- A potential medication recently shown to slow the progression of ALS has demonstrated the potential to prolong patient survival
- Drug targets oxidative stress within nerve cells’ mitochondria and protein-processing endoplasmic reticulum to help prevent neurodegeneration
- Patients who recieved this drug lived for a median of 6.5 months longer than those originally randomized to receive the placebo
A potential medication for the neurodegenerative disease amyotrophic lateral sclerosis (ALS), has now shown the ability to extend patients’ survival by several months.
These findings are a result of a clinical trial conducted by Sean M. Healey & AMG Center for ALS at Massachusetts General Hospital (MGH) and Amylyx Pharmaceuticals, Inc., the company that manufactures the medication.
The study recently appeared in Muscle & Nerve journal. The study was led by Sabrina Paganoni, an investigator at the Healey & AMG Center for ALS and assistant professor of Physical Medicine and Rehabilitation at Harvard Medical School and Spaulding Rehabilitation Hospital.
What is ALS?
ALS or Lou Gehrig’s disease is a nervous system disease that weakens muscles and impacts physical function. In this disease, nerve cells break down reducing functionality in the muscles that they supply. Moreover, this dreadful disease doesn’t have any cure.
The current drug which is basically a combination of drugs is called AMX0035. The drug is a combination of sodium phenylbutyrate and taurursodiol which target oxidative stress within nerve cells’ energy-producing mitochondria and protein-processing endoplasmic reticulum to prevent neurodegeneration.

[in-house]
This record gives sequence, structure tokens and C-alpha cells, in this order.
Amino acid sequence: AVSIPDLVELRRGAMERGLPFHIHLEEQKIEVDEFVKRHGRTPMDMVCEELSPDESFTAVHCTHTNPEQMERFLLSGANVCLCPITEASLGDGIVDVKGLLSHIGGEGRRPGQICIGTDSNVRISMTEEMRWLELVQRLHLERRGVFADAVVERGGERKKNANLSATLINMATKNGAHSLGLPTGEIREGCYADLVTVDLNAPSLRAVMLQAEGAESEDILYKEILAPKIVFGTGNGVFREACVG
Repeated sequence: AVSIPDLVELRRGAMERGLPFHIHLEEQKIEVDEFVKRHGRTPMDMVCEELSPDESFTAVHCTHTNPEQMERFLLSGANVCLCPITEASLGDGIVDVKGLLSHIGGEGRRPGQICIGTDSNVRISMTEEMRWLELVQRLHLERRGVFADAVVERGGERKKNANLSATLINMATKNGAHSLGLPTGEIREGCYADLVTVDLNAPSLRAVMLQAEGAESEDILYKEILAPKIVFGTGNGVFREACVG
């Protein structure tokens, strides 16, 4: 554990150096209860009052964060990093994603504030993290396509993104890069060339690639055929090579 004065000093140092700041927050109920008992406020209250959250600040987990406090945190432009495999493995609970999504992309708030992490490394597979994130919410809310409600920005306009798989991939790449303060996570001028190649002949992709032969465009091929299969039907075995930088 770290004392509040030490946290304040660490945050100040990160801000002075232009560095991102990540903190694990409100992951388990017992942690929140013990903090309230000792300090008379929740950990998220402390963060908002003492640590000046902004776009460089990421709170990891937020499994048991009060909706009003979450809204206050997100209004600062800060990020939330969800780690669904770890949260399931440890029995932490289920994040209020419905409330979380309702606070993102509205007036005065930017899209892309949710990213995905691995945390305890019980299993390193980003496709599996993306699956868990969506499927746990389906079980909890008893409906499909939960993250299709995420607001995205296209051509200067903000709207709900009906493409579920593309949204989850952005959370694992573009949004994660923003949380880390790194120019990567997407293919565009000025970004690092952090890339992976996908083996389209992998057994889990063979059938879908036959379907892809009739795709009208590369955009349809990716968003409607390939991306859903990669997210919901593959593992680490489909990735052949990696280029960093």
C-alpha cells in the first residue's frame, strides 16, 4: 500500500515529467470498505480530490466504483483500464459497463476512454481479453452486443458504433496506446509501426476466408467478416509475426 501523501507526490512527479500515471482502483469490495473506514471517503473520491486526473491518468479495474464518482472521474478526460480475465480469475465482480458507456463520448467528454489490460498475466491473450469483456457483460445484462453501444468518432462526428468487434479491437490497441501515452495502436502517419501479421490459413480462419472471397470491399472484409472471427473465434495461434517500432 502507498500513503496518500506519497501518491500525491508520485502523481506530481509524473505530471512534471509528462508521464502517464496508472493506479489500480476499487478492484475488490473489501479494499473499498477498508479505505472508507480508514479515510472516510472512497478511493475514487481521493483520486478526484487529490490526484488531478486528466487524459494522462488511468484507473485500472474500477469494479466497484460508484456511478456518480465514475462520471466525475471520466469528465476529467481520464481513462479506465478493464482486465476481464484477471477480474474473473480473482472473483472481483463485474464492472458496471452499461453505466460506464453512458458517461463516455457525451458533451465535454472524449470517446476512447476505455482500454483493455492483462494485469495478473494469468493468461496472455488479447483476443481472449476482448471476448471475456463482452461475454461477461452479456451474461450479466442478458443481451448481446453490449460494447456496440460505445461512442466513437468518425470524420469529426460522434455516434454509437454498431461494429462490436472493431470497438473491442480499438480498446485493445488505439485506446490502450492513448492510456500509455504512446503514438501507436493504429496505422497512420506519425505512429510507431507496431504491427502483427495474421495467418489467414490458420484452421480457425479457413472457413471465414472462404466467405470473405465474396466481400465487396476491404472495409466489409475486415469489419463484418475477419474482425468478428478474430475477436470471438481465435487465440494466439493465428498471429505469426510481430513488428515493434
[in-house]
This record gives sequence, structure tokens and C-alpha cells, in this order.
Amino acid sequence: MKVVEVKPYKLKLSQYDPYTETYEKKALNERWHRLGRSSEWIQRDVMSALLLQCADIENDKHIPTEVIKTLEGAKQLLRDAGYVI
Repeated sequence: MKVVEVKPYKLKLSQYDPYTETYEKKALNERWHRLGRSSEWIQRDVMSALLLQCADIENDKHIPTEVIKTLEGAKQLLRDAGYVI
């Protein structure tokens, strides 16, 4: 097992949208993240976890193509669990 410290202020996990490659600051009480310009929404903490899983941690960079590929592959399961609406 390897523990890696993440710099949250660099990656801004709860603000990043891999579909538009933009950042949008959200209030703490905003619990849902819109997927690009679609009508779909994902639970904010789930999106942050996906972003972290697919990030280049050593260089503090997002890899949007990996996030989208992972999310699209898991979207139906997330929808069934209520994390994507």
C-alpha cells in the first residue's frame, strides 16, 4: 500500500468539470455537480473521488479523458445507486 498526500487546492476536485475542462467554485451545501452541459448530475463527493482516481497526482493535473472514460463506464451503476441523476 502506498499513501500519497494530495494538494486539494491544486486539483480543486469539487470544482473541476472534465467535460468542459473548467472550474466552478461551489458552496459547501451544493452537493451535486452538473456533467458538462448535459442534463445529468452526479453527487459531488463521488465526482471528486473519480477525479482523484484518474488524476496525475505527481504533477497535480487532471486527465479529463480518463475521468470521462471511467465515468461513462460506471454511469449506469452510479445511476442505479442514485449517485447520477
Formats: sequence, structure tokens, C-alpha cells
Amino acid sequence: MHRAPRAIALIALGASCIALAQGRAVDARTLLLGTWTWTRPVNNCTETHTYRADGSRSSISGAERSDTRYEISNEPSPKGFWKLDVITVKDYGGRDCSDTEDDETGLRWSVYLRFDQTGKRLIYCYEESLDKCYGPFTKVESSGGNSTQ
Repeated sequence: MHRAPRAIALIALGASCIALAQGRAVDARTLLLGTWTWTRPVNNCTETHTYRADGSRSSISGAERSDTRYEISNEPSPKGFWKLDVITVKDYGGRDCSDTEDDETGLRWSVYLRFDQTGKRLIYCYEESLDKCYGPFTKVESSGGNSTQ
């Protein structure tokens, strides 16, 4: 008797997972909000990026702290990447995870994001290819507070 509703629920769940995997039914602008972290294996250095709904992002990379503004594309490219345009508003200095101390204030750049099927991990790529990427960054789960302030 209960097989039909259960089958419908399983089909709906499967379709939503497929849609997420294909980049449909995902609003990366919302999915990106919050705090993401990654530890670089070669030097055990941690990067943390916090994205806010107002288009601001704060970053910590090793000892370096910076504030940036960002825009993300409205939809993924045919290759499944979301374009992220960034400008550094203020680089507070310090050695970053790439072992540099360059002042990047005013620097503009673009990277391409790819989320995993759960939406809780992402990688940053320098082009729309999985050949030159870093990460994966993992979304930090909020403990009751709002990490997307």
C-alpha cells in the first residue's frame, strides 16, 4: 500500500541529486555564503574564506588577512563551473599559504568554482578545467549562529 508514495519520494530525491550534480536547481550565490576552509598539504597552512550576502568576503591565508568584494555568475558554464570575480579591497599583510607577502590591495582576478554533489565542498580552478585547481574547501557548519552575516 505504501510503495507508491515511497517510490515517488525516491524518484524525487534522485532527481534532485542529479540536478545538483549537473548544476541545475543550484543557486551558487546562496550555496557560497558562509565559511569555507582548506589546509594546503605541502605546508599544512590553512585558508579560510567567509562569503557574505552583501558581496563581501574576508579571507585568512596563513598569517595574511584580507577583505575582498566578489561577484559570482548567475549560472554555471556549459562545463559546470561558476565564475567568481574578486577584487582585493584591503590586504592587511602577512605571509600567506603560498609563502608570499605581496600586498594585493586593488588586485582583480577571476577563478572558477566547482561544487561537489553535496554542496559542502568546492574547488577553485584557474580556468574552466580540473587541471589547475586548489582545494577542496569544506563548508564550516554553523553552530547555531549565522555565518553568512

The team conducted a trial called CENTAUR where in 137 patients participated. They found that participants originally randomized to receive AMX0035 lived for a median of 6.5 months longer than those originally randomized to receive the placebo.
“These findings are an important step forward because, in this trial, early treatment with AMX0035 was associated with longer survival in people with ALS,” said Sabrina Paganoni.
“This is one of the first studies to show the effect on both function and survival. We are hopeful that this is just the beginning of many new treatments for ALS.” said Merit Cudkowicz, senior author of the study.
Sabrina Paganoni, Suzanne Hendrix, Samuel P. Dickson, Newman Knowlton, Eric A. Macklin, James D. Berry, Michael A. Elliott, Samuel Maiser, Chafic Karam, James B. Caress, Margaret Ayo Owegi, Adam Quick, James Wymer, Stephen A. Goutman, Daragh Heitzman, Terry D. Heiman‐Patterson, Carlayne E. Jackson, Colin Quinn, Jeffrey D. Rothstein, Edward J. Kasarskis, Jonathan Katz, Liberty Jenkins, Shafeeq Ladha, Timothy M. Miller, Stephen N. Scelsa, Tuan H. Vu, Christina N. Fournier, Jonathan D. Glass, Kristin M. Johnson, Andrea Swenson, Namita A. Goyal, Gary L. Pattee, Patricia L. Andres, Suma Babu, Marianne Chase, Derek Dagostino, Meghan Hall, Gale Kittle, Matthew Eydinov, Michelle McGovern, Joseph Ostrow, Lindsay Pothier, Rebecca Randall, Jeremy M. Shefner, Alexander V. Sherman, Maria E. St. Pierre, Eric Tustison, Prasha Vigneswaran, Jason Walker, Hong Yu, James Chan, Janet Wittes, Zi‐Fan Yu, Joshua Cohen, Justin Klee, Kent Leslie, Rudolph E. Tanzi, Walter Gilbert, Patrick D. Yeramian, David Schoenfeld, Merit E. Cudkowicz. Long‐Term Survival of Participants in the CENTAUR Trial of Sodium Phenylbutyrate‐Taurursodiol in ALS. Muscle & Nerve, 2020; DOI: 10.1002/mus.27091
Press Release: Massachusetts General Hospital